“User-generated content. Can we come up with a better name for that sometime over the next week?”
I couldn’t agree more. It’s a phrase whose time has come to an end, just like “user-centered design.” I wouldn’t have a problem with it if it was called “Dave-centered design” but first I’d have to get over my self-consciousness as researchers follow me 24-7, observing my showering habits to help them create a better bathroom clock/radio
The problem isn’t either of those phrases; the problem is the word “user”. Yes, I busted out the quotes — the word tongs as my former prof Geoffrey Nunberg calls them — because I’m keeping that word as far away from me as possible. I don’t want anything to do with that word ever again.
It is the most de-humanizing word that you can use to describe activities that are done by humans — humans viewing and interacting with your own website. These people are devoting their time and attention to your site. Calling them “users” takes away the fact that there is a person sitting in front of her computer, reading my text, reading five other web pages, updating her MySpace profile, carrying on ten instant messenger conversations, listening to music, and watching the TV all at the same time.
I’m a human being, and the last thing that I want to be thought of is a person spending all of his time on MySpace. I want you to know that there’s more to me than blogging and commenting and watching YouTube videos. You hide my complexity as a person when you call me a “user” and contextualize my activities solely in terms of your website. Disregarding that complexity is the first step in the downward spiral of bad user research, feature development and prioritization, bad user experiences, and ultimately the kind of thing that I want to keep you away from as you read my future digressions.
So what should we call “users” instead?
Great question. I’m glad you asked.
Metonymy is a figure of speech where you substitute the name of one thing for something else. For example, you could refer to the British royalty as “the crown”. If you have a video site, instead of using the word “users” you could just as well call them “play button pushers” or “eyeballs” or “lazy”. Well, maybe not lazy. Maybe not eyeballs either. Obviously my imagination is broken tonight. But don’t let that prevent you from getting creative with your names; metonymy is a great place to start.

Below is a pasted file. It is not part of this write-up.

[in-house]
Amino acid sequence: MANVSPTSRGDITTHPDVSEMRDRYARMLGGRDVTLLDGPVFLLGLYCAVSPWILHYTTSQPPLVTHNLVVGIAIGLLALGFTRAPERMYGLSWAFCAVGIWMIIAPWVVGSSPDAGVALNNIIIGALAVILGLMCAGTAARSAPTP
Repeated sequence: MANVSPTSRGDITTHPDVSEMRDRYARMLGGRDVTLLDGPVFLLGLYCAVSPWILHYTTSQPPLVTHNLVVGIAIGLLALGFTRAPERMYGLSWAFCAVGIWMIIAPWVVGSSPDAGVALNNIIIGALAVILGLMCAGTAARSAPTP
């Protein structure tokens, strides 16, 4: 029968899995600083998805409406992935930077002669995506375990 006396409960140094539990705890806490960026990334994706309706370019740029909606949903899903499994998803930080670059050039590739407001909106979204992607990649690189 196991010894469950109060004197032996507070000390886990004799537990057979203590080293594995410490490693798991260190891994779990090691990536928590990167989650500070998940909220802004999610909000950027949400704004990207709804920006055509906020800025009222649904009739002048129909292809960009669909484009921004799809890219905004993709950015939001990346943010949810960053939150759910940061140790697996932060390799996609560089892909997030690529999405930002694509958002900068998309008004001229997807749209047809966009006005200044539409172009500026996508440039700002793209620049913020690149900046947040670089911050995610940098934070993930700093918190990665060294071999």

Call them what they call themselves
This is my favorite strategy. If you have a site for people who produce video clips distributed on the Internet, you probably shouldn’t call them vidiots (and you certainly shouldn’t call them “stupid”). They most likely call themselves vloggers. Calling them by the name they call themselves shows that you respect and understand them. And in case you hold that label in low regard, it’s best to hold back your laughter until after you have some privacy (vloggers *hee hee*).
Give them a name, individually
Persona development is one of the best techniques for getting everyone to understand who makes up your target audience. A persona is an imaginary person who idealizes the typical person using your product. The number of personas you need depends on your audience, but a two or three is usually enough to focus your discussions. Instead of asking whether or not your “users” would like some new idea, instead ask if Bob, Laura, and John — your personas — would like it. I’ll write more about personas in a future post.
Yeah, “branding” sounds like an evil marketing word, but damned if I wasn’t a proud member of the Nintendo Fun Club back in the day. A brand is fine as long as they adopt it too. Green Bay Packers fans happily accept the moniker “cheeseheads”, but you would never call them “Green Bay Packers users” (and the eerie connotation that phrase has). Branding the people on your site gives them an automatic identity — something to share with the other people on the site and a way to know whether you’re “in” with the group already or “out” and need some enlightenment.
Call them what you call them
What do you call your friends? Your former schoolmates? The people on your co-ed soccer team? Call them something real like “humans” or “people” or “friends” or “buddies” or “teammates” or “those people we talked to at the conference” or “that chick I woke up next to after that night we got really shitfaced”. Something like that. But if you’re homophobic, you should watch what you say around fans of Gay.com. Just a friendly warning.
Last words on the word
Give them a name that you would be willing to say to their face, that they wouldn’t be upset or embarrassed about if you said it with them standing right next to you. They’ll appreciate the attention and identity you give them, and you’ll have a friendlier word to use when you talk about them
And remember – these terms are shibboleths; if you don’t use them or use them incorrectly, the people you’re referring to will know you’re an outsider. Incorrectly calling a blogger a “web logger” is a bad idea. Also, there are some times you can’t use the word that these groups call themselves. The “n*****” word comes to mind as an example, so always be careful that you’re not inadvertently hurting their feelings by the name you choose.
Finally, you need to do the legwork to figure out the best term to use when talking about the people on your site. You’ll be amazed at what you discover. For example in my final project at Berkeley, Megan and I studied Berkeley freshmen and their technology habits and histories. Even though the students we interviewed were 17 or 18 years old, they sometimes referred to their friends and schoolmates as “kids”. Megan and I could use that word when asking our questions to them too (despite the fact that we weren’t much older than they were).
Good luck finding your own term to replace the word “user”. Hopefully the last days of the phrase “user-generated content” are finally at hand…